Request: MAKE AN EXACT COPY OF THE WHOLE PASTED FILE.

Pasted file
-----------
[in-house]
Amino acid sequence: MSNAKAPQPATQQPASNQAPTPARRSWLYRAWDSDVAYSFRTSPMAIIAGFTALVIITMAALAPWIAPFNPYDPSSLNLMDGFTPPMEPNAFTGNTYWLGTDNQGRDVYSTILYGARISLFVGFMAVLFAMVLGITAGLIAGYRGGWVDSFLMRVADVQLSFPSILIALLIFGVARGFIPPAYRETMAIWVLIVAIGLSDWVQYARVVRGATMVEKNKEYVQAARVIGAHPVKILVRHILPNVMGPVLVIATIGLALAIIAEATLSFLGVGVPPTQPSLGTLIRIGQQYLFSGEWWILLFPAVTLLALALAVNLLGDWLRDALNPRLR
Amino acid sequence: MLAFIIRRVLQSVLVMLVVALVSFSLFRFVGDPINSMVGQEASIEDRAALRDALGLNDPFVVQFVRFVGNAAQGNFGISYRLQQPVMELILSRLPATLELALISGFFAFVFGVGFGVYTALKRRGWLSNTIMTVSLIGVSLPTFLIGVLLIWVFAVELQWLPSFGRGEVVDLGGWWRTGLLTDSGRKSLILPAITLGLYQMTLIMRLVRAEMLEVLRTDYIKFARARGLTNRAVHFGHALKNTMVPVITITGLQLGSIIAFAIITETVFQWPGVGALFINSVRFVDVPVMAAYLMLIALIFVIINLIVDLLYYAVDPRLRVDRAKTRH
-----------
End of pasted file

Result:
[in-house]
Amino acid sequence: MSNAKAPQPATQQPASNQAPTPARRSWLYRAWDSDVAYSFRTSPMAIIAGFTALVIITMAALAPWIAPFNPYDPSSLNLMDGFTPPMEPNAFTGNTYWLGTDNQGRDVYSTILYGARISLFVGFMAVLFAMVLGITAGLIAGYRGGWVDSFLMRVADVQLSFPSILIALLIFGVARGFIPPAYRETMAIWVLIVAIGLSDWVQYARVVRGATMVEKNKEYVQAARVIGAHPVKILVRHILPNVMGPVLVIATIGLALAIIAEATLSFLGVGVPPTQPSLGTLIRIGQQYLFSGEWWILLFPAVTLLALALAVNLLGDWLRDALNPRLR
Amino acid sequence: MLAFIIRRVLQSVLVMLVVALVSFSLFRFVGDPINSMVGQEASIEDRAALRDALGLNDPFVVQFVRFVGNAAQGNFGISYRLQQPVMELILSRLPATLELALISGFFAFVFGVGFGVYTALKRRGWLSNTIMTVSLIGVSLPTFLIGVLLIWVFAVELQWLPSFGRGEVVDLGGWWRTGLLTDSGRKSLILPAITLGLYQMTLIMRLVRAEMLEVLRTDYIKFARARGLTNRAVHFGHALKNTMVPVITITGLQLGSIIAFAIITETVFQWPGVGALFINSVRFVDVPVMAAYLMLIALIFVIINLIVDLLYYAVDPRLRVDRAKTRH